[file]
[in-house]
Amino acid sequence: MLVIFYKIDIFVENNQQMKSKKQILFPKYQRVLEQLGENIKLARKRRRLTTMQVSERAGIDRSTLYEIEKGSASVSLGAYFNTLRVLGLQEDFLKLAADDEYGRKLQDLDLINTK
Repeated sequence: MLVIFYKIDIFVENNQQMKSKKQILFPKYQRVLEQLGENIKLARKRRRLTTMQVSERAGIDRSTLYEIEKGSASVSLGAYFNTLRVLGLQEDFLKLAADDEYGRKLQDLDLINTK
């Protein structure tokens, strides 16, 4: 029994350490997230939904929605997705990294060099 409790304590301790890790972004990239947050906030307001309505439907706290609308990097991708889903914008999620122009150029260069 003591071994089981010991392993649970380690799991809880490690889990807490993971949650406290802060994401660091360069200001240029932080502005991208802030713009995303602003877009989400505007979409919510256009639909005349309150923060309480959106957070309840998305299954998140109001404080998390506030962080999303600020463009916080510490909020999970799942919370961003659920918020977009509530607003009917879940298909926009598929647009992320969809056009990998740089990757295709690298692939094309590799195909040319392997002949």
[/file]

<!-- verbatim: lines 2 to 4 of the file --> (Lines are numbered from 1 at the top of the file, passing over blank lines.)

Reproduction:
Amino acid sequence: MLVIFYKIDIFVENNQQMKSKKQILFPKYQRVLEQLGENIKLARKRRRLTTMQVSERAGIDRSTLYEIEKGSASVSLGAYFNTLRVLGLQEDFLKLAADDEYGRKLQDLDLINTK
Repeated sequence: MLVIFYKIDIFVENNQQMKSKKQILFPKYQRVLEQLGENIKLARKRRRLTTMQVSERAGIDRSTLYEIEKGSASVSLGAYFNTLRVLGLQEDFLKLAADDEYGRKLQDLDLINTK
């Protein structure tokens, strides 16, 4: 029994350490997230939904929605997705990294060099 409790304590301790890790972004990239947050906030307001309505439907706290609308990097991708889903914008999620122009150029260069 003591071994089981010991392993649970380690799991809880490690889990807490993971949650406290802060994401660091360069200001240029932080502005991208802030713009995303602003877009989400505007979409919510256009639909005349309150923060309480959106957070309840998305299954998140109001404080998390506030962080999303600020463009916080510490909020999970799942919370961003659920918020977009509530607003009917879940298909926009598929647009992320969809056009990998740089990757295709690298692939094309590799195909040319392997002949």